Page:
By Mark Lawrence, International Editor
Sydney, Australia. Well, there's not been much reportage from the Antipodes this season - my apologies to the one or two of you that may have missed it. And not much reportage from anyone at all on the fading fortunes of the New York Yankees this year, either. No real surprise there, I suppose - in the dying days of the 2016 season, the Yankees are lolling around, second from the bottom in the AL East and that suits Red Sox Nation just fine.
Boston and New York have virtually swapped positions between 2015 and 2016, which tells me what I already knew - nothing is ever certain in this game - and it led me to ponder the win-loss ratio within the League. Now, our Esteemed Editor is probably your go-to guy for this kind of statistical stuff, but, hey, all those numbers are out there tangled up in the interwebs - you just gotta go find 'em. So go find 'em I did.
Head to head over the past 16 seasons, Boston has won more games than it’s lost against almost every team in the American League. But almost ain't good enough - there are two teams with better records: The Los Angeles Angels - we split 168 games right down the middle with them - and our old rivals the Yankees, with 159 Boston losses out of 303 games for a .475 win/loss average. And yet, at time o' writing, we're a half game out of first and they're not even in contention. [EDITOR's NOTE: Actually, The Evil Ones are just 4.5 games back of us—but they'll probably fade]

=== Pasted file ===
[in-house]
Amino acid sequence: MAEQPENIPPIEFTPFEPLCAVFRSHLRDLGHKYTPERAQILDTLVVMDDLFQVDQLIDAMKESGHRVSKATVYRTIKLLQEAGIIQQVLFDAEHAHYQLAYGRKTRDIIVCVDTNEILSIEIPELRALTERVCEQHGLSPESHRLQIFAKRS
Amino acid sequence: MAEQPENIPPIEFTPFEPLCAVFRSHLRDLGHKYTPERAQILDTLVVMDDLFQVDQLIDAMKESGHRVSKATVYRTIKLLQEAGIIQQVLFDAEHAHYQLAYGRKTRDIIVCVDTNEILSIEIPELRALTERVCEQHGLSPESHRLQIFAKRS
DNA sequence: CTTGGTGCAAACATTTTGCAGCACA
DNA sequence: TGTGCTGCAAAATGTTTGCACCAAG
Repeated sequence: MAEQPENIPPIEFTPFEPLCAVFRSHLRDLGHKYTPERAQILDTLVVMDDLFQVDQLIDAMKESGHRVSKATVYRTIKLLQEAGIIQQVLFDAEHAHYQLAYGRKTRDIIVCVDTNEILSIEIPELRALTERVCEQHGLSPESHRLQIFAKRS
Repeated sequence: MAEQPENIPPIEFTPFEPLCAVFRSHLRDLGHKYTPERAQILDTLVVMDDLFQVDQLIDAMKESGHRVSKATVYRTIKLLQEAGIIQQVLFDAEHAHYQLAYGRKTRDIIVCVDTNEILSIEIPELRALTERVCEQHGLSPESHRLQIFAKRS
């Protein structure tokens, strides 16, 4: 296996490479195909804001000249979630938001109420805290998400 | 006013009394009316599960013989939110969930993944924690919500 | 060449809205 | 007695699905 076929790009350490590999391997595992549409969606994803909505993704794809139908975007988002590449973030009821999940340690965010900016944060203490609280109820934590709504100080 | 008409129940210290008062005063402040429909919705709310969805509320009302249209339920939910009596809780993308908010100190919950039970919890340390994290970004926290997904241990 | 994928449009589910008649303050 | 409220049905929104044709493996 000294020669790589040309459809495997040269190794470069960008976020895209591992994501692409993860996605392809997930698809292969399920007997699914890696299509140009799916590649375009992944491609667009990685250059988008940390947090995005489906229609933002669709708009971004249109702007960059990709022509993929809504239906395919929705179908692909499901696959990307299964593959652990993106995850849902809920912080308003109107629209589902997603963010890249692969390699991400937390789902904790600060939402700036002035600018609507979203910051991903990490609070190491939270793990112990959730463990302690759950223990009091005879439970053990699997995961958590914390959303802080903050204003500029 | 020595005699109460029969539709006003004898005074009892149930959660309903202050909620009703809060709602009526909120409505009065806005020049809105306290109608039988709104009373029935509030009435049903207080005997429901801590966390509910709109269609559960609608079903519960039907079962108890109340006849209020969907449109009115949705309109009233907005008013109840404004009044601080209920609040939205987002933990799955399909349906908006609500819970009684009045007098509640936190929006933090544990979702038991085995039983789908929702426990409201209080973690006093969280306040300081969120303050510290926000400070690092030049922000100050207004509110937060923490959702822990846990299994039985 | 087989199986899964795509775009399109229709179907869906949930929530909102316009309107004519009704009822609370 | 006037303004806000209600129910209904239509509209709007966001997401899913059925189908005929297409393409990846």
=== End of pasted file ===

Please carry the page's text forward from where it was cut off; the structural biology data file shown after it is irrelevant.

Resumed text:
The National League stats are interesting, too. In the same period, Boston played a mere ten games in Cincinnati - and won nine of them. We have a .688 win/loss against the Giants (who happen to be the winningest National League team in the 21st Century, to date). In fact, we've hit over .600 against the Marlins, the D-backs, the Nats, the Phillies, the Padres and the Mets. And out of the rest of the National League, only the Cubs, the Pirates and the Cards have played better than Boston during that time.
All this statistical tomfoolery has enabled me, for the first and very likely last time, to make some bold, and possibly silly predictions. By sorta applying the win/loss ratios to the remaining September sets - which, serendipitously, are all against AL East teams - then maybe I can foretell the outcome. By the time you read this, the set at Toronto may be underway - I predict a tight series, with Boston taking only one out of three. Baltimore at Fenway follows - two out of three, there. The Rays, we'll likely drop just one out of three. Off to the Bronx, where I'd like to see a good old fashion sweep, but I'll settle for two out of three. Then back to Yawkey Way for what will be a very exciting final series against the Jays – at least two outta three and another pennant for the good guys. Okay, I'm not sure about the math here, but what the hell.
And after that? Who knows? It's baseball, sportsfans. Anything can happen, and it probably will.